Nick Bjorklund is the managing attorney and estate planning expert at Birch Grove Legal. Nick practices predominantly in the areas of estate planning, business planning, and situs planning, with special emphasis on business owners and individuals with taxable or near-taxable estates.

If a will isn’t probated after the death of the estate owner—regardless of the reason—there can be severe consequences. Let’s go through them in this article, tackling the important question of “what happens if a will is not filed?”.

5 Potential Consequences of Not Filing a Will

State probate laws require the personal representative of the estate or the person with the original will to submit it at the probate court within 10 to 90 days after the estate owner’s death (In Colorado, it’s 10 days). Here are five consequences if this doesn’t happen:

  1. The executor gets sued
  2. Asset ownership is not transferred
  3. Intestacy law is applied
  4. The will becomes invalid
  5. Some assets go unclaimed

The Executor Could Be Sued or Charged

If a will isn’t filed with the probate court on time, the executor—the person responsible for filing the will—could face civil or criminal charges depending on state law. For example, Colorado Revised Statute § 15-11-516 imposes civil liability on any person failing to lodge a will with the court, and Georgia Code § 53-5-5 states that the person withholding a will could be fined and imprisoned until they deliver it. 

The heirs of the estate may also sue the executor for the items or assets they were set to but couldn’t collect. Depending on the state, creditors of the deceased person might also have claims against the executor named in the will. 

Plus, the executor could face criminal charges if they concealed the will for financial gain, depending on the state. 

Asset Ownership Won’t Be Transferred

When a will isn’t filed, any assets in the testator’s name will not be transferred to the beneficiaries. 

If this goes on for a long period, the titled assets could run up taxes, fines, and collections penalties, which could be difficult to pay. The same is true for non-titled assets. For real estate, the failure to pay property taxes can result in loss of the property through tax lien sales.

Intestacy Law May Be Applied

If the testator’s will is not filed in time or at all, their estate maybe treated under intestacy laws. This means the court will divide the estate among surviving relatives according to a set order, which may not respect the deceased’s wishes.

The application of intestacy law may also mean that family members or friends who were supposed to get assets won’t get any. This can lead to disagreements among the beneficiaries and legal challenges down the line. 

The Will May Become Invalid

If a will isn’t submitted to the probate court within a decade of a testator’s death, the court may not grant testamentary letters that validate the will, depending on the state.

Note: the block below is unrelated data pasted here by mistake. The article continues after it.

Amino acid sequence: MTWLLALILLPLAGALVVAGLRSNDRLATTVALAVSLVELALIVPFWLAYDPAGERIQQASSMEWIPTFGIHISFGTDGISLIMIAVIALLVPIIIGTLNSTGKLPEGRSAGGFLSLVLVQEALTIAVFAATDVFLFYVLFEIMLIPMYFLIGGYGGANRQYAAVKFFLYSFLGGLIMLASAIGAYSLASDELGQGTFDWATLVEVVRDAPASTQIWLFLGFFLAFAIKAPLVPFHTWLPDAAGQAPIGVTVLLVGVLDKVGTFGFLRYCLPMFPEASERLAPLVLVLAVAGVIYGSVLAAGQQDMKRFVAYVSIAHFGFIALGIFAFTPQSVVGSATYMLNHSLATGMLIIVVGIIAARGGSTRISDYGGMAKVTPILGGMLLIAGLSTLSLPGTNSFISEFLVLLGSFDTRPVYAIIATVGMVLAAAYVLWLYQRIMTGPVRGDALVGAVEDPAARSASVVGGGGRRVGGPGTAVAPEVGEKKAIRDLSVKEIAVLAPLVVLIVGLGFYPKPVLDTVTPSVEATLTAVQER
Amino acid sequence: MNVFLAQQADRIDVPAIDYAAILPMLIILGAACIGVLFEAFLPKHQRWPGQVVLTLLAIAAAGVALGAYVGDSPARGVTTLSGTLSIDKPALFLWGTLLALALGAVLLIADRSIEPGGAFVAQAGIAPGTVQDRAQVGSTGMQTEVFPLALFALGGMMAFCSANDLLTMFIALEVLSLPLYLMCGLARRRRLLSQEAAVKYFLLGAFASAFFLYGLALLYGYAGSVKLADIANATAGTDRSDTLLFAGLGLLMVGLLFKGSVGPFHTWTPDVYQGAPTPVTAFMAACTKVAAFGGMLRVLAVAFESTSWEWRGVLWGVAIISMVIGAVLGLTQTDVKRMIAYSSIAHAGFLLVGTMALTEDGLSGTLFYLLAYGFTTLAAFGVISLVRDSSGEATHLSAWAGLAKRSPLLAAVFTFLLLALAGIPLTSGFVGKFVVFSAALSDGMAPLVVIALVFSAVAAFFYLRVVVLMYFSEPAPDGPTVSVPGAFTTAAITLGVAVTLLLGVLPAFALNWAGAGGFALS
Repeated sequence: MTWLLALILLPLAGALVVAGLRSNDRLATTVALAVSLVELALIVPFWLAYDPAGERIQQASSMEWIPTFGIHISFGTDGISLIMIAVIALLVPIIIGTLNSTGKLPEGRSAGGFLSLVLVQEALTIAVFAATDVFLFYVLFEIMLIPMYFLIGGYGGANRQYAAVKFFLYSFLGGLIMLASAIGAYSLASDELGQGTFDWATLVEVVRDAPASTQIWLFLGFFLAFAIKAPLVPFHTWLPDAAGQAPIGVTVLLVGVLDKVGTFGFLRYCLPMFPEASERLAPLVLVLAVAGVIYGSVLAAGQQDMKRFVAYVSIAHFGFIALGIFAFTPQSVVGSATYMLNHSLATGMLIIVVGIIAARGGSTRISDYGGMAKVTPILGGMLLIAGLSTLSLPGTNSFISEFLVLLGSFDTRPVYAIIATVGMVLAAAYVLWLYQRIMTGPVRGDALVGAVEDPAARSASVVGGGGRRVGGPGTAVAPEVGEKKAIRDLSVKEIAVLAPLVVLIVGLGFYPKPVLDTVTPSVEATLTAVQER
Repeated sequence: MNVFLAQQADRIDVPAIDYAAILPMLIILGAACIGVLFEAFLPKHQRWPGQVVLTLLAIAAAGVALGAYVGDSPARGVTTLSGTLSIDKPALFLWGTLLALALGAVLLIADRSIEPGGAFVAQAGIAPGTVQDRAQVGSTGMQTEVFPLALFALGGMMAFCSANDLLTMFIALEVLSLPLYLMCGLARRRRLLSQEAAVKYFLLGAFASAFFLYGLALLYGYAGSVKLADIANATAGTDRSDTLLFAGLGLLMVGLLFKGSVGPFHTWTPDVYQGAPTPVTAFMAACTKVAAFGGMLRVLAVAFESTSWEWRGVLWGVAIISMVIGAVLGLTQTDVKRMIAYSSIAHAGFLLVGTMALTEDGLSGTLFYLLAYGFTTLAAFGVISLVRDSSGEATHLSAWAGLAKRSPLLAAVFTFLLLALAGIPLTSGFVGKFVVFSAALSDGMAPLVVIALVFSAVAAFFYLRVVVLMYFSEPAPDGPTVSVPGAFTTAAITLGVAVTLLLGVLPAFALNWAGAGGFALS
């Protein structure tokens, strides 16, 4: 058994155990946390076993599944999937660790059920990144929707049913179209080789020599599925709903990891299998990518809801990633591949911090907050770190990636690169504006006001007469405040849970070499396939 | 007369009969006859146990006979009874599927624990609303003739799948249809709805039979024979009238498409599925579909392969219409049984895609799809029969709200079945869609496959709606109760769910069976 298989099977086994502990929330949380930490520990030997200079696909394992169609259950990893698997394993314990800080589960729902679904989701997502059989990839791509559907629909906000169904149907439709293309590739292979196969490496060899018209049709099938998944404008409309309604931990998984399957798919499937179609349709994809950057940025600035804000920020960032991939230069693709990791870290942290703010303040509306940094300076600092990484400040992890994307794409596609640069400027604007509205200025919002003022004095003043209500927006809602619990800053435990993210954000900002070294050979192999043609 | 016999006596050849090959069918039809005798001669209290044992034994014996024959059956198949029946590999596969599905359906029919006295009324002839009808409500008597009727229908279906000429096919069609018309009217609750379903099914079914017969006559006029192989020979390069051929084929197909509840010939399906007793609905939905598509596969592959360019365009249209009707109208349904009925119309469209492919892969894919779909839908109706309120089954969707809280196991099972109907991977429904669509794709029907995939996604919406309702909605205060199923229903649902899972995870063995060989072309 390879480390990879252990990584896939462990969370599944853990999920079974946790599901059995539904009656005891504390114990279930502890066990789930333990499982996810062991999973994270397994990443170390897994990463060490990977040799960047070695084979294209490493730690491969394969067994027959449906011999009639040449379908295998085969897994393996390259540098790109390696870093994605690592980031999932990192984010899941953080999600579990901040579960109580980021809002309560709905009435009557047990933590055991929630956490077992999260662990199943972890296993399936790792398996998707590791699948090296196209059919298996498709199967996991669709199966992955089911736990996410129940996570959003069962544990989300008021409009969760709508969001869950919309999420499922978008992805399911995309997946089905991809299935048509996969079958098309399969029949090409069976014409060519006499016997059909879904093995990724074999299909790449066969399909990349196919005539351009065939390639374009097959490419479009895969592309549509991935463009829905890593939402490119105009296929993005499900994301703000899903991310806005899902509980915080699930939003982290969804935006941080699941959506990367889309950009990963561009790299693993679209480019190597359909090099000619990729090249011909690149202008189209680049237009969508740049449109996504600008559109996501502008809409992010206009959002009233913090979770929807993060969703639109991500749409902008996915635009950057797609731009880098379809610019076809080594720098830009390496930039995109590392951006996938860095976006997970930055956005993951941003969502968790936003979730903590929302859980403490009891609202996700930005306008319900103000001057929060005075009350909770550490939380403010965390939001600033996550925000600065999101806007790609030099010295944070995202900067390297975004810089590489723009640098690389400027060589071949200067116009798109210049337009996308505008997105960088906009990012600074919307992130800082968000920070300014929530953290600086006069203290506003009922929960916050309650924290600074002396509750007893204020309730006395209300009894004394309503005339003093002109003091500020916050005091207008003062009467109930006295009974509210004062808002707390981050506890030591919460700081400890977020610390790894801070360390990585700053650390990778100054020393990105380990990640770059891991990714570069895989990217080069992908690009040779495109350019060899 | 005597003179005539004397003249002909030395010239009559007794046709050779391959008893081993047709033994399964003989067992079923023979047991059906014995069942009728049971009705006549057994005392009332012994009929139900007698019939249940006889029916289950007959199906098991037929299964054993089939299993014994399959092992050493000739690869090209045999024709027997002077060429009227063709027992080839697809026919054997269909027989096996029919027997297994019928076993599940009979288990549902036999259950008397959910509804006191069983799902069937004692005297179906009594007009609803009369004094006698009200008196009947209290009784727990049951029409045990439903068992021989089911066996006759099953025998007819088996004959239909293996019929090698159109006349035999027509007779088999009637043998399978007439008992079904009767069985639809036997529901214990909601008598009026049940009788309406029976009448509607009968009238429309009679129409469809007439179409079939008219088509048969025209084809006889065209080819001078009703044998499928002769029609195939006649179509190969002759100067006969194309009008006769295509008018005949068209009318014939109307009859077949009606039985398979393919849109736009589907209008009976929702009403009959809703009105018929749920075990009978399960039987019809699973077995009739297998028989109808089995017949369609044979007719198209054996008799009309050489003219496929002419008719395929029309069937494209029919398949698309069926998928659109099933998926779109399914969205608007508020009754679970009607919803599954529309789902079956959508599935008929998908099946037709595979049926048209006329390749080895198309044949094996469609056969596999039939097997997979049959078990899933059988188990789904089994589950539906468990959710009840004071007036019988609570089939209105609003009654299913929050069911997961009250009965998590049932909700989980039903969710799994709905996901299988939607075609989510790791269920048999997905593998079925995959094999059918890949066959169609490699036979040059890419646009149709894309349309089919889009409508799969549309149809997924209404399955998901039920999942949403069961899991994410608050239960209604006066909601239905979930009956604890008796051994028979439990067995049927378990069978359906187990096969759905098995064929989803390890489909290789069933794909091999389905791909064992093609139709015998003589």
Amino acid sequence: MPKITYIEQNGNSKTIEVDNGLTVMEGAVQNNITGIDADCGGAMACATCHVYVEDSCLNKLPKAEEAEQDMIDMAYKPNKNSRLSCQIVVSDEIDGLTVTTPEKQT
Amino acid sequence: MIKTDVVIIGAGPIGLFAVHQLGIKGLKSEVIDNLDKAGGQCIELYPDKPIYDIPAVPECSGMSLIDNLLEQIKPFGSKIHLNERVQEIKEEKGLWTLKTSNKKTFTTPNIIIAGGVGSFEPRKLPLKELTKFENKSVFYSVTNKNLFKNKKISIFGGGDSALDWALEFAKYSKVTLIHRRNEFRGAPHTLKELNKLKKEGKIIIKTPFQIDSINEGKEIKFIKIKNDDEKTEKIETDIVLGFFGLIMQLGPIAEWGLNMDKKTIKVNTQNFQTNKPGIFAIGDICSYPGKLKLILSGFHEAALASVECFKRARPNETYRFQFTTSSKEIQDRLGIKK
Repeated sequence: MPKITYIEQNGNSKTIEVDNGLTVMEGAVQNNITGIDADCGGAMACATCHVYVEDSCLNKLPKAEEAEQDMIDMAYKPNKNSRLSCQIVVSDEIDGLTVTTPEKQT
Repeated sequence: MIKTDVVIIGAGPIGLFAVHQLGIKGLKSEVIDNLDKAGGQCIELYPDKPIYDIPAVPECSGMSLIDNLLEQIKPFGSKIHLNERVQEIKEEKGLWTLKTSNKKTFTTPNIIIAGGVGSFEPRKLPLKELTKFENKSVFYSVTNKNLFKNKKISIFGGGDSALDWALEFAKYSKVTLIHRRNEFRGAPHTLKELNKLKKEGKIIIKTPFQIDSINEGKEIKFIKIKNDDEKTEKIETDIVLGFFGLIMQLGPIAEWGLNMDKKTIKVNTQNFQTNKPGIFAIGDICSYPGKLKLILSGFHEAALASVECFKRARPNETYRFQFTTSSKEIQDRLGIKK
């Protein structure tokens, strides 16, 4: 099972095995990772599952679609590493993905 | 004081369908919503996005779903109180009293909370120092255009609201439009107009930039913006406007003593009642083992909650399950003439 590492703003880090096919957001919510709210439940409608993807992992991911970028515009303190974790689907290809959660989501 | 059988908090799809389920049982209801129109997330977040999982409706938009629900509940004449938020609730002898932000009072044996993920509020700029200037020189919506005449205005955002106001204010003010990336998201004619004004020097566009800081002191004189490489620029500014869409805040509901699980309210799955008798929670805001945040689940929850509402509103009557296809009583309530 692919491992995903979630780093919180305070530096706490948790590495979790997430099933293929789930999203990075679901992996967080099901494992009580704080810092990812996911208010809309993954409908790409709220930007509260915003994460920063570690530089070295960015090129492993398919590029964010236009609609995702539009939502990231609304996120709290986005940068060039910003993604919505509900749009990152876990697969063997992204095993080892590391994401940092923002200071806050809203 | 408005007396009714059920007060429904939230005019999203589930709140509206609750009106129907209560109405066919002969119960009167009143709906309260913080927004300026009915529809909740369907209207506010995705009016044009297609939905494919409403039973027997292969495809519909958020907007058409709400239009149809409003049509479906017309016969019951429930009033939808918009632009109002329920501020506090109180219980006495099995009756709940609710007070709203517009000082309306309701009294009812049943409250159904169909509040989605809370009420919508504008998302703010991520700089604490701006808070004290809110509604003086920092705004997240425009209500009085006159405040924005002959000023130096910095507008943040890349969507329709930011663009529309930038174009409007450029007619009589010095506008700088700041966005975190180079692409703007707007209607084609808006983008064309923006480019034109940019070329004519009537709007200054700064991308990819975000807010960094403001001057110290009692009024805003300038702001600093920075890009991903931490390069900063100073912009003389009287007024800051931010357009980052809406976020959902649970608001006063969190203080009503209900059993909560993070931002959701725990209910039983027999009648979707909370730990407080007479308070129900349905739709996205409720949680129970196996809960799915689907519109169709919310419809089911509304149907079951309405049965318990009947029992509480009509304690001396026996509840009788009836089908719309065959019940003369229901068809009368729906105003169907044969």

For example, in Tennessee, probate courts may not validate wills if they’re older than a decade. In contrast, you can file a will even decades after the testator’s death in Colorado or Wyoming. Keep in mind, though, that the original will is generally required, so extended periods of time might cause the will to go missing, complicating probate.

Some Assets May Go Unclaimed

Aside from mentioning who should get what, a will also lists the addresses of all of the assets belonging to the deceased person. Without one, finding and transferring the titles of all the assets may become difficult for the court or executor. 

This can lead to financial losses for beneficiaries and may complicate the eventual transfer of assets—when or if they’re located—in the form of increased legal fees, credit claims, as well as unsettled debt, taxes, interest, and penalties. 

When Do You Not Have to File a Will?

There are situations when a will doesn’t need to be filed. For example:

  • Assets with named beneficiaries, like life insurance policies, retirement savings accounts, stock portfolios, and payable-on-death bank accounts may be transferred automatically. For life insurance, you need to give the insurance company only a copy of the deceased person’s death certificate to have them pay the beneficiary. 
  • When the testator jointly owned assets with another person and gave them the right of survivorship, the property would automatically be transferred to them
  • Shared real property will be transferred to the spouse of the deceased in community property states
  • Assets in trusts will pass directly to the beneficiaries because they won’t be part of the estate
  • When the testator leaves a “small estate,” then there may be no need to file a will. However, this depends on the state. For example, in Colorado, the wills of estates with a net value below $82,000 (in 2024) don’t have to be filed. 

Aside from the above, you won’t have to file a will if the deceased did not leave any assets. 

Speak With an Experienced Estate Lawyer at Brich Grove Legal

Filing a will can be complicated, hectic, and expensive—even if your loved one did as much as they could to make the process easier. This is why we recommend talking to an estate planning attorney to help with the process. 

At Birch Grove Legal, we help you ensure that the assets you are entitled to are protected from loss. Contact us today to safeguard your rights.